Symposium looks at the pioneering legacy of Scottish scientists in the field of tropical disease

They were far removed from the developing countries whose diseases they were studying, yet Scottish doctors and scientists have been at the forefront of research into tropical diseases, like sleeping sickness, leishmaniasis and schistosomiasis, since the late 19th century.MurielRobertsonMain

Many of the diseases that are endemic to developing countries in the tropics are caused by parasites – an extraordinary number of which were first discovered by graduates of the University of Glasgow.

An upcoming symposium, to be held at the University of Glasgow in January, will take a more detailed look at the lasting legacy of these alumni in the field of tropical diseases. Organised by the Wellcome Trust Centre for Molecular Parasitology, the symposium will consider the contributions of three great Scottish scientists: Robert Leiper, William Leishman and Muriel Robertson, and the impact their research has had in controlling disease in the world today.

Neglected tropical diseases (NTDs) currently affect more than one billion people and cost developing economies billions of dollars every year. The World Health Organisation (WHO) aims to eliminate many diseases and eradicate at least two by 2020.

The symposium is the brainchild of Michael Barrett, Professor of Biochemical Parasitology at the university's Institute of Infection, Immunity and Inflammation. He said: “Glasgow is teeming with parasitologists; there is some fantastic research which goes on here. You have this incredible history going back to the late 19th century and early 20th century.”

The aim of the symposium is to explore a bit of this history, while considering it in the context of recent developments in the field of tropical disease.

Professor Barrett added: “Today the University of Glasgow is among the world’s leading centres in research into parasitic disease.  Dozens of research teams are engaged in learning about parasites that cause diseases like malaria, trypanosomiasis, leishmaniasis and various parasitic worm infections.  With millions of pounds invested from agencies such as the Wellcome Trust, Bill and Melinda Gates Foundation and Medical Research Council, research at the University of Glasgow is leading to breakthroughs that are contributing to a decline in the incidence of many of these diseases.”

Each of the three scientists featured made incredible contributions to the study of tropical disease. William Leishman (1865-1926) is credited with the discovery of Leishmania parasites (named after him) that are responsible for the set of diseases called the Leishmaniases, which afflict several million people the world over today. His diligent work enabled the production of a safe and effective vaccine against typhoid that was used in the First World War and is thought by some to have saved hundreds of thousands of lives.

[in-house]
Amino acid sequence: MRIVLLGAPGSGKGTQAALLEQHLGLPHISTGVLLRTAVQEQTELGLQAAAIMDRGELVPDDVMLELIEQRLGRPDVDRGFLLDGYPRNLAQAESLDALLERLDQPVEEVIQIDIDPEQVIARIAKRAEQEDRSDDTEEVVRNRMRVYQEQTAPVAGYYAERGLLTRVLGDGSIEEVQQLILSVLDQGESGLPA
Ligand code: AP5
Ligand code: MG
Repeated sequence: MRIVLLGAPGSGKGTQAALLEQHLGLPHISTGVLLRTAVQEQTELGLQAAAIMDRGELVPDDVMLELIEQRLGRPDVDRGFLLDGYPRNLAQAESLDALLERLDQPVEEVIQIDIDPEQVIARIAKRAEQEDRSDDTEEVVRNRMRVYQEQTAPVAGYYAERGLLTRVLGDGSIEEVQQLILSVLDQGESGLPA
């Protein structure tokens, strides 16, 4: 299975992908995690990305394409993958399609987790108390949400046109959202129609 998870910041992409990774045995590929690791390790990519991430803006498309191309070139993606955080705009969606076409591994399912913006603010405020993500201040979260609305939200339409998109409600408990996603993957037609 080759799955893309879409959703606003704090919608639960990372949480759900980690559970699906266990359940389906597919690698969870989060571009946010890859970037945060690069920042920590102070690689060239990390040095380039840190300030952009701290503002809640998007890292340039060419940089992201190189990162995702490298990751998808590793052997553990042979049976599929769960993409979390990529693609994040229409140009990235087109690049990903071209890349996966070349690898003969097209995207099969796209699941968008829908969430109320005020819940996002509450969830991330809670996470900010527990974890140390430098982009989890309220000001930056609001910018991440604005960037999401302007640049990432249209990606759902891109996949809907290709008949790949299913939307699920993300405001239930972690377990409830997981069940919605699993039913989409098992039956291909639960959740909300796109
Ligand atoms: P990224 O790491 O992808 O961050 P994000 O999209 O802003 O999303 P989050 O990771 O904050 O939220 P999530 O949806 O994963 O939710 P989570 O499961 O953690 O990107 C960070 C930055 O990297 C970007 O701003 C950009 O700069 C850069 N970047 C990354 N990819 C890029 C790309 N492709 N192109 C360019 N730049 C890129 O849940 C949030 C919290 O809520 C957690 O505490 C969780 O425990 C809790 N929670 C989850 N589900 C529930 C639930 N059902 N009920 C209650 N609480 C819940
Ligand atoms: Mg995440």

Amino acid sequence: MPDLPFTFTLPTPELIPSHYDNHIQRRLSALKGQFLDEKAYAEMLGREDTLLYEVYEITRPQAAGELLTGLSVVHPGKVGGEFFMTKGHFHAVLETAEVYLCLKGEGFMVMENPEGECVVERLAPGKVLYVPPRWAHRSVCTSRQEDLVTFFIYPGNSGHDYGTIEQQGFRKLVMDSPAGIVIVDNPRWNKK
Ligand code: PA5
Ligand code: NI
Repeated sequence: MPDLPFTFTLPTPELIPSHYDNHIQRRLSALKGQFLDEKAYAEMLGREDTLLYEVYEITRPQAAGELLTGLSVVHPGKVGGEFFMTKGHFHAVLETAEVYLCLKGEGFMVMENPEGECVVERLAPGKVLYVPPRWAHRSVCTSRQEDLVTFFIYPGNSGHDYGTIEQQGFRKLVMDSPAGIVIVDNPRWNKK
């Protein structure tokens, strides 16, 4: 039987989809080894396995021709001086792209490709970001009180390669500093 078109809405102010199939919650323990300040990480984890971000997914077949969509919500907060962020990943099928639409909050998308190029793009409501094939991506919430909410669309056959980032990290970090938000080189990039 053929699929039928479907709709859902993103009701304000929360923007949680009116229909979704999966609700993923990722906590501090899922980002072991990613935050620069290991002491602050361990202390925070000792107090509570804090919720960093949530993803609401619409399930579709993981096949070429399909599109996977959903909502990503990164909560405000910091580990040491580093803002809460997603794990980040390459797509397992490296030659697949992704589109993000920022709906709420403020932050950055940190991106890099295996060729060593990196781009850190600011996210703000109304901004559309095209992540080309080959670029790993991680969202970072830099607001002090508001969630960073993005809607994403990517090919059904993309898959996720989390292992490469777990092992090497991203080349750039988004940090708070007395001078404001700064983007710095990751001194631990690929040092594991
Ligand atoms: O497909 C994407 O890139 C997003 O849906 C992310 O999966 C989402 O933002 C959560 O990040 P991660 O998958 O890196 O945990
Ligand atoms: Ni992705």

Robert Leiper’s (1881-1969) discoveries about parasitic worms have underpinned one of the great success stories in modern medicine.He revealed that schistosomes are transmitted by fresh water snails and also that there are several different species causing different types of disease. He also demonstrated how the Guinea worm larva cycles through tiny water fleas. Today, by filtering water before drinking, the water fleas that transmit Guinea worm are removed.  As such, the disease has been all but eliminated through campaigns encouraging systematic filtering of water in areas where the disease is found. 

Muriel Robertson (1883-1973) was educated initially in the arts but under the mentorship of Graham Kerr developed a keen interest in protozoology, the study of single celled microbes.  She went on to discover how trypanosomes vary inside the human host and also made key breakthroughs in understanding how the parasites develop within the tsetse flies that transmit them. Robertson’s contributions to trypanosome research made possible many subsequent studies into the differing biology of the various trypanosome life cycle stages and underpinned the later key discovery that the parasites vary their surface in patients, making vaccination against African trypanosomiasis impossible.  Today, however, the disease is in steady decline due to the use of drugs and destruction of the tsetse flies that transmit the parasite. 

 


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First published: 1 January 2016